Yes, I've tried it in the field, as well as done the simple theoretical ballistic comparisons at home. I compared the difference in TBR's between something real flat like my 7mm SF shooting the .345 G7 BC Berger 180gn Hybrids at 3415 fps, verses a 308 shooting the 155gn Berger. For the majority of hunting situations out to 800 yards and 30 degrees, the TBR's are within + or - an inch of the Swaro's calc. Using an absolute extreme of 1000 yards and 30 degrees, which is a very rare shot to find anywhere, they were within + or - 2 inches of the Swaros TBR. Now For all the extreme long range hunting we've done in our steepest mountains on our most extreme alpine game animal that lives higher than any other game animal we've got, the Himalayan Tahr, we've only once had a shot at this angle at this sort of range. The further the range, the flatter the angle will generally be even in the steepest country.
We had the Swaro's out hunting this week and I was comparing its TBR's with calcs done with "Shooter" on my Garmin phone for my 7mm FatMax at all sorts of ranges and angles, and it was within a yard or 2 all the time.
I'd have to say I was very skeptical when Richard told me Swaro had done the calcs and discovered that the TBR differed little between calibers, but when I did them myself, I was made a believer!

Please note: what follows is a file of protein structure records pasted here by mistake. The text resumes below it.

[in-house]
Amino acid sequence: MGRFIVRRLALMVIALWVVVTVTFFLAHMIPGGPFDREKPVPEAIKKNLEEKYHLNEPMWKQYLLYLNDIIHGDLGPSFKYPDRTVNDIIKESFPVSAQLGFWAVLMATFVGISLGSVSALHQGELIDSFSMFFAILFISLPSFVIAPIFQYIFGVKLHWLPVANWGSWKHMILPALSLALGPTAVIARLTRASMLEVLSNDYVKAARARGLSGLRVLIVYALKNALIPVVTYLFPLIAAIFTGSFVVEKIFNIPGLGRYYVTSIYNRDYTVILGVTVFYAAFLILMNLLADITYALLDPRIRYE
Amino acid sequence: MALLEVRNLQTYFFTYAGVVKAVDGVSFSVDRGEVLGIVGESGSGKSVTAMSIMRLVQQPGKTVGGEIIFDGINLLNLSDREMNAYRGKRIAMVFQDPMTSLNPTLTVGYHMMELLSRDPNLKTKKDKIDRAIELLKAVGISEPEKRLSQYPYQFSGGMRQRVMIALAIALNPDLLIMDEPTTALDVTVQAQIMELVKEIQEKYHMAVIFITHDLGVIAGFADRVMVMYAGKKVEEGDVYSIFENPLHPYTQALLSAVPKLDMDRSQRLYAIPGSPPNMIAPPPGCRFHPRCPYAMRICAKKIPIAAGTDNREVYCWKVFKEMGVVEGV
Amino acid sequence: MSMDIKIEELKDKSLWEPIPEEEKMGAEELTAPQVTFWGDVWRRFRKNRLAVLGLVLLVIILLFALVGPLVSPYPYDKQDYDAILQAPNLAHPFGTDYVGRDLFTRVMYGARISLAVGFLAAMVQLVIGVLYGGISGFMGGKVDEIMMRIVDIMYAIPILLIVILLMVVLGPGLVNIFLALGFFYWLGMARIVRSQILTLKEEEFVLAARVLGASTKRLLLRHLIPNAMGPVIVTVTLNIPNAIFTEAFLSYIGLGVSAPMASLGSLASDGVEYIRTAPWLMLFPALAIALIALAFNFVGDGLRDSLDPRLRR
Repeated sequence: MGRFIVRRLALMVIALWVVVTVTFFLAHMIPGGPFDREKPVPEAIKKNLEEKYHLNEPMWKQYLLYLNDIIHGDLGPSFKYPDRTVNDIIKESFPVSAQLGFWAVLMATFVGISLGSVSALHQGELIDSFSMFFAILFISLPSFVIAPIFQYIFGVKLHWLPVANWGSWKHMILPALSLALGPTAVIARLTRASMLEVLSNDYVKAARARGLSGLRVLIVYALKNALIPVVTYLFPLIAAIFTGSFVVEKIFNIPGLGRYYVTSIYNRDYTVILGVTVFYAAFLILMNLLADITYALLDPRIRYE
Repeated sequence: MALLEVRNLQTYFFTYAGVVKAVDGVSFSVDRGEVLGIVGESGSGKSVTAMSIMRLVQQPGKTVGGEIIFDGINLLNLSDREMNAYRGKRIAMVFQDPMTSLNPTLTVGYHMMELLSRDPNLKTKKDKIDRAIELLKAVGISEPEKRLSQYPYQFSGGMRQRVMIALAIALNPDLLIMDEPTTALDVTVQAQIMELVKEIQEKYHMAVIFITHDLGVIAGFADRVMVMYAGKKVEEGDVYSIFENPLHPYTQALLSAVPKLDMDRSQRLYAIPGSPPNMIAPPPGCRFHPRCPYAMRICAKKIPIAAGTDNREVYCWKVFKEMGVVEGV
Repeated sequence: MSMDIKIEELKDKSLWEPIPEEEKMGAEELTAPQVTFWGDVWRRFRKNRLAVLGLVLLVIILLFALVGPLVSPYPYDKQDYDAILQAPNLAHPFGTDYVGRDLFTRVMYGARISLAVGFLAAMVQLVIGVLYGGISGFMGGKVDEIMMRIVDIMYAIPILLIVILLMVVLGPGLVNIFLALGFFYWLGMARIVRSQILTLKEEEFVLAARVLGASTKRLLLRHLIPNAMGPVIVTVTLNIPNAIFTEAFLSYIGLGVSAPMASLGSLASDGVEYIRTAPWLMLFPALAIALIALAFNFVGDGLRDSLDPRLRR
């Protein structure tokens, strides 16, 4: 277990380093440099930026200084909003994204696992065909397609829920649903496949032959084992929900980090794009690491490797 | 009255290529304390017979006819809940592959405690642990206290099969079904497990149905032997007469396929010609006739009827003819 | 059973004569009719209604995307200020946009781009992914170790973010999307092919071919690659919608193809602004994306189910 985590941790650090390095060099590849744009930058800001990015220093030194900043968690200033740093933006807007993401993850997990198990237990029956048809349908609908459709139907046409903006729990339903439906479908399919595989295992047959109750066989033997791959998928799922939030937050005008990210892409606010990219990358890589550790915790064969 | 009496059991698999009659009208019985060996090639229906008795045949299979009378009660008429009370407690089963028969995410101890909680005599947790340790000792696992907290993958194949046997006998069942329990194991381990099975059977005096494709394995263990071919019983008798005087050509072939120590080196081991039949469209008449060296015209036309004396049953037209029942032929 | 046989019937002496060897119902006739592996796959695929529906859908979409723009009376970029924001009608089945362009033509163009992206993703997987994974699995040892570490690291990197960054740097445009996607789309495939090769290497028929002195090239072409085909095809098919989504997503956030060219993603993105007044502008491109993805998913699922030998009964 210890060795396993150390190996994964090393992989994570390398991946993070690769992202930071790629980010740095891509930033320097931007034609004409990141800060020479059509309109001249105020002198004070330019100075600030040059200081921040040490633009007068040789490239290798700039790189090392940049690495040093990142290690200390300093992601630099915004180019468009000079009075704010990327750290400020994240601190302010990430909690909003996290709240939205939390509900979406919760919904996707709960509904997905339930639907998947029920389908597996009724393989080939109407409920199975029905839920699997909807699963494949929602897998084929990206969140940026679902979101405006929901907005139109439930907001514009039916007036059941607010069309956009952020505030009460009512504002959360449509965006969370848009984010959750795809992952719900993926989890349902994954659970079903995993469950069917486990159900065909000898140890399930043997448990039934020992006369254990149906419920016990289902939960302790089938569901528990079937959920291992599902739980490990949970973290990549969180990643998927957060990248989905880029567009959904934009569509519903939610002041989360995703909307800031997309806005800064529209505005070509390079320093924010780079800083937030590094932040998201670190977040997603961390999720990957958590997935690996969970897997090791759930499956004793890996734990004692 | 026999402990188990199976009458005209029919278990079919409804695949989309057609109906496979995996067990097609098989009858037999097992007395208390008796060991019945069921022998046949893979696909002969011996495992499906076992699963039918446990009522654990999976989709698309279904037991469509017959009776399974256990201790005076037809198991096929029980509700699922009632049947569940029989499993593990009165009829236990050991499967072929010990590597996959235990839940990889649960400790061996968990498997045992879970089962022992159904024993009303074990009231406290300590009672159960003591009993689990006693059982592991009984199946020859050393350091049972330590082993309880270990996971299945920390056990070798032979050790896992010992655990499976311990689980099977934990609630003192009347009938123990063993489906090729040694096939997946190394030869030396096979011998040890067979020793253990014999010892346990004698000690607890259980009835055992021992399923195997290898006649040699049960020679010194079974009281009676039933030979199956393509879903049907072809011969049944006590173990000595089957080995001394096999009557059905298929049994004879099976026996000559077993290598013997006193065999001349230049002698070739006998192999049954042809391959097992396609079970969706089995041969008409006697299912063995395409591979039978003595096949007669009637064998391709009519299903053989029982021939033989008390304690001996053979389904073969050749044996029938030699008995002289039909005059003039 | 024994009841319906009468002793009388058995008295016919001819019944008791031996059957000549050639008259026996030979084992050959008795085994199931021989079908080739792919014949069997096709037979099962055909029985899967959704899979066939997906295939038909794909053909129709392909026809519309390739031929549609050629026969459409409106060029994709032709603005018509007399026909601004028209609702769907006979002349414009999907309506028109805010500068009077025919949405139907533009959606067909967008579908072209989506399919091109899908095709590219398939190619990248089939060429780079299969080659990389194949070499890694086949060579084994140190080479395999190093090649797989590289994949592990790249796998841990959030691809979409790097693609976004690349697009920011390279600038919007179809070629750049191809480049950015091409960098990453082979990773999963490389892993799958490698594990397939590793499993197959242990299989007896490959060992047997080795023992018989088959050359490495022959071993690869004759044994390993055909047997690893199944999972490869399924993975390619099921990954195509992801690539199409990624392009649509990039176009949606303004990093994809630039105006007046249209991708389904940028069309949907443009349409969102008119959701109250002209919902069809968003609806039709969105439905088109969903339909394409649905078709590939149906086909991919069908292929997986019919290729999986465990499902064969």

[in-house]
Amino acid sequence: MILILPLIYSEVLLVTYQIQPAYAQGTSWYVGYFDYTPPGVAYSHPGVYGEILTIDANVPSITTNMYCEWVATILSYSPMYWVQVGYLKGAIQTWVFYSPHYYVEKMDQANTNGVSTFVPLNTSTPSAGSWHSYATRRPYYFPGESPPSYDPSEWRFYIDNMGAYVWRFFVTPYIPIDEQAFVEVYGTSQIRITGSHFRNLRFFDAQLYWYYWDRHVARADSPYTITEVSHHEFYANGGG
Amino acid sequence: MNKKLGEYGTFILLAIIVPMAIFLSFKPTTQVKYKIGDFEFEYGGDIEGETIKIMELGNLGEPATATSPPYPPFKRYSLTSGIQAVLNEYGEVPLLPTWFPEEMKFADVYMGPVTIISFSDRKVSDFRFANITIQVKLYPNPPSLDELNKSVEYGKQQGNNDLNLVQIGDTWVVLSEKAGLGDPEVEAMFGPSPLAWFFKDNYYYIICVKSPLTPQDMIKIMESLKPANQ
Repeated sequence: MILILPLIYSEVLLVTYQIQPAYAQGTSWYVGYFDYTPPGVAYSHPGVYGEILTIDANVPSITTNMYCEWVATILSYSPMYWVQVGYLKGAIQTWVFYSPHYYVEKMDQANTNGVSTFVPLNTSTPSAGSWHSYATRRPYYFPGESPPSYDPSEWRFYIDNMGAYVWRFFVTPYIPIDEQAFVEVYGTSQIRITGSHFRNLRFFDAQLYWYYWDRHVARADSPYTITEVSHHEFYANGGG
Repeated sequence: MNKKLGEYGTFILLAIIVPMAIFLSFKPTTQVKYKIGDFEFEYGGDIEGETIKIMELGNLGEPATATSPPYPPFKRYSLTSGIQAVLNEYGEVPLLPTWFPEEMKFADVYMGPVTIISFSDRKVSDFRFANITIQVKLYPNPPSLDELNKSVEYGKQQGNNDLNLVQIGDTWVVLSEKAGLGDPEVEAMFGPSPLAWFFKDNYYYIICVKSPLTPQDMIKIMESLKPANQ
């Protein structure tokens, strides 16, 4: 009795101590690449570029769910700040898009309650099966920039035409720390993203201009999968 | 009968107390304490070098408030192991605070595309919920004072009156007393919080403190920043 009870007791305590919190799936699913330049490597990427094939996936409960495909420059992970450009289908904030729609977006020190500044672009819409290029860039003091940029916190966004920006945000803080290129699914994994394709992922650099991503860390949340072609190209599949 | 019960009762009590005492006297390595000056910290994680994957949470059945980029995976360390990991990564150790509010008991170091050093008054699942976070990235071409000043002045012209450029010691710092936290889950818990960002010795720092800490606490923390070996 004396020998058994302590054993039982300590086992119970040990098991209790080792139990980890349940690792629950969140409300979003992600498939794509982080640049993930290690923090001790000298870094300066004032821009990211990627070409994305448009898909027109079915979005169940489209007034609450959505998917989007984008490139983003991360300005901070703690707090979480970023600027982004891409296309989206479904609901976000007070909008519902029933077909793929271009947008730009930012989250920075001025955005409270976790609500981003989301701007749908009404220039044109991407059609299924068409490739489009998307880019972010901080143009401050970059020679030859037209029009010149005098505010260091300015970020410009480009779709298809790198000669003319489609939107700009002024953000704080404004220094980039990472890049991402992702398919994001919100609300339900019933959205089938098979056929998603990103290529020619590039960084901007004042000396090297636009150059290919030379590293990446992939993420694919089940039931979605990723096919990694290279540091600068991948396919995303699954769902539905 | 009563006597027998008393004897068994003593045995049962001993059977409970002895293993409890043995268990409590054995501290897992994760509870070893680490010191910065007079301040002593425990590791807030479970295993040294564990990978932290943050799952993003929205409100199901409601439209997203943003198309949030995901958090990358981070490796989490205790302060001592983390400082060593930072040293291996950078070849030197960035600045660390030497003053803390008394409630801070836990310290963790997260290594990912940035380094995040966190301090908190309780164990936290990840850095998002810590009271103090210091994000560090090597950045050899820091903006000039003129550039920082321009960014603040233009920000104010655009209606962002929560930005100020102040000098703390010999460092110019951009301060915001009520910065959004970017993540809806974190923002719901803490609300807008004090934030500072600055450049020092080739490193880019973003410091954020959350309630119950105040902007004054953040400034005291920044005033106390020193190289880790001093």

It now means we no longer need have to have such comprehensive drop charts including angles. We can just have simple level come ups in the average atmospheric conditions we're likely to encounter, and that will be close enough out to 900 yards or so, except if extreme conditions. For 1000 yards and beyond I'd always use "Shooter" with full atmospheric, powder temp and Coriolis inputs anyway, and just use the Swaro's angle input instead of the TBR.
Yes, I've done extensive testing on the Fusions, and while a good combo for the money, their beam divergence lets them down at the long stuff. It can be hard to figure out just what you're getting readings off along a flat plain. They will easily range 1800 yards to reasonably reflective vegetation like glossy leaved broadleaf trees and flax bushes, but bright light and non reflective trees like your conifers (pine, spruce etc) will pull you back to 1300 to 1400 yards.
And I'd have to say their optics were disappointing, considering how good their Elite binos are. But value for money, pretty hard to beat if you're on a really tight budget.
I must get round to putting up all my reviews on our website. One day soon, but I'm always away hunting!!!